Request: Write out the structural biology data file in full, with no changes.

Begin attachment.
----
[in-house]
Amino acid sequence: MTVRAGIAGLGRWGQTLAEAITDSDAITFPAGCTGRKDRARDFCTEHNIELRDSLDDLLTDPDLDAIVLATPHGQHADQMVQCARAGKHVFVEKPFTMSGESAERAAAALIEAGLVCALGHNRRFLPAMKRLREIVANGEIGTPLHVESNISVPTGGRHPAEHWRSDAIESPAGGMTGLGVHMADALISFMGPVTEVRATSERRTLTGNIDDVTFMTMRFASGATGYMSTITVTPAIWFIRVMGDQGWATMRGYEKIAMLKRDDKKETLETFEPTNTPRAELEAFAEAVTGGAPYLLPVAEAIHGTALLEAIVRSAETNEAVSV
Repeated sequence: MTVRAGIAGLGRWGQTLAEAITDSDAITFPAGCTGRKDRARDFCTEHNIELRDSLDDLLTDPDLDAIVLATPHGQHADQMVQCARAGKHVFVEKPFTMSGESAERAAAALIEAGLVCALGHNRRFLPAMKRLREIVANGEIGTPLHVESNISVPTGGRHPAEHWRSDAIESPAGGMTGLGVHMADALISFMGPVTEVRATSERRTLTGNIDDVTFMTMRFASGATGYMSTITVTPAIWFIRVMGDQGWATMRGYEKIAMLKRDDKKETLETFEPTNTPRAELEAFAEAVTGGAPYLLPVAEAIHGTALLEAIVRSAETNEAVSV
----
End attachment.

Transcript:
[in-house]
Amino acid sequence: MTVRAGIAGLGRWGQTLAEAITDSDAITFPAGCTGRKDRARDFCTEHNIELRDSLDDLLTDPDLDAIVLATPHGQHADQMVQCARAGKHVFVEKPFTMSGESAERAAAALIEAGLVCALGHNRRFLPAMKRLREIVANGEIGTPLHVESNISVPTGGRHPAEHWRSDAIESPAGGMTGLGVHMADALISFMGPVTEVRATSERRTLTGNIDDVTFMTMRFASGATGYMSTITVTPAIWFIRVMGDQGWATMRGYEKIAMLKRDDKKETLETFEPTNTPRAELEAFAEAVTGGAPYLLPVAEAIHGTALLEAIVRSAETNEAVSV
Repeated sequence: MTVRAGIAGLGRWGQTLAEAITDSDAITFPAGCTGRKDRARDFCTEHNIELRDSLDDLLTDPDLDAIVLATPHGQHADQMVQCARAGKHVFVEKPFTMSGESAERAAAALIEAGLVCALGHNRRFLPAMKRLREIVANGEIGTPLHVESNISVPTGGRHPAEHWRSDAIESPAGGMTGLGVHMADALISFMGPVTEVRATSERRTLTGNIDDVTFMTMRFASGATGYMSTITVTPAIWFIRVMGDQGWATMRGYEKIAMLKRDDKKETLETFEPTNTPRAELEAFAEAVTGGAPYLLPVAEAIHGTALLEAIVRSAETNEAVSV